We further analyzed the identified COPD subtypes to investigate the molecular differences among them, which lead to different clinical phenotypes. We examined the gene deregulation features that had the largest PCA loadings to identify the genes that make the largest contribution to the clustering of the COPDGene discovery dataset (Additional file 1: Table S4). We focused on the top five loadings for each of the first six principal components (PCs) that were used to cluster the subjects and found that many of the genes came up more than once, including DSP and GSTM1, which have been previously associated with COPD. For many of these genes, we observe large differences across clusters in the distributions of deregulation magnitude (Additional file 1: Fig. S14), even between clusters whose subjects have similar lung function.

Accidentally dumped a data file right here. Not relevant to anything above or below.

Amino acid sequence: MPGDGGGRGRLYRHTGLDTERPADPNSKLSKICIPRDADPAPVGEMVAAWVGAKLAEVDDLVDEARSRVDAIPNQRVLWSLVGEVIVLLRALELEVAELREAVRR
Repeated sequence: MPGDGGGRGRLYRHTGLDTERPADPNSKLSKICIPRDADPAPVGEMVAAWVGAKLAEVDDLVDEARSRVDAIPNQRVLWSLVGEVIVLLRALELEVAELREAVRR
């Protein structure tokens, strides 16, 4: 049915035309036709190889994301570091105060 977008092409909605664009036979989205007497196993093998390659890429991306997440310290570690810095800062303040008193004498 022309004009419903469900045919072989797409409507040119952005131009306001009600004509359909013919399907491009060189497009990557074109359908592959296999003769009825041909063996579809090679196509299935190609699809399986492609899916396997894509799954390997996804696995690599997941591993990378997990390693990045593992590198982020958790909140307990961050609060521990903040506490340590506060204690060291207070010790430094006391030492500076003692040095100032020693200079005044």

COPD subtyping is essential for not only understanding the diversity of molecular mechanisms of the disease, but also to aid in the development of new intervention strategies. Here we present a new clustering of COPD former smokers based on PBMC gene expression. The focus of this work was restricted to former smokers because we wanted to eliminate biases, since current smoking status has a large impact in gene expression. This clustering was the result of a novel network deregulation-based approach (ssNPA), which has been shown to outperform many standard methods in sample clustering [18]. We identify four COPD subtypes, which exhibit different degrees of symptom presentation, exercise capacity and mortality. Two of the clusters (cluster 0 and cluster 1) have similar (milder) impairment in spirometry, but show differences in DLCO, disease progression and mortality. The other two clusters (cluster 2 and cluster 3) have similar levels of lung function impairment, which is significantly worse than clusters 0 and 1. Compared to cluster 3, subjects in cluster 2 have more symptoms, lower 6-min walk distance, higher neutrophil count and worse survival despite similar reductions in FEV1 percent predicted and FEV1/FVC. Cluster 3 subjects have the most emphysema, although the differences are not significant.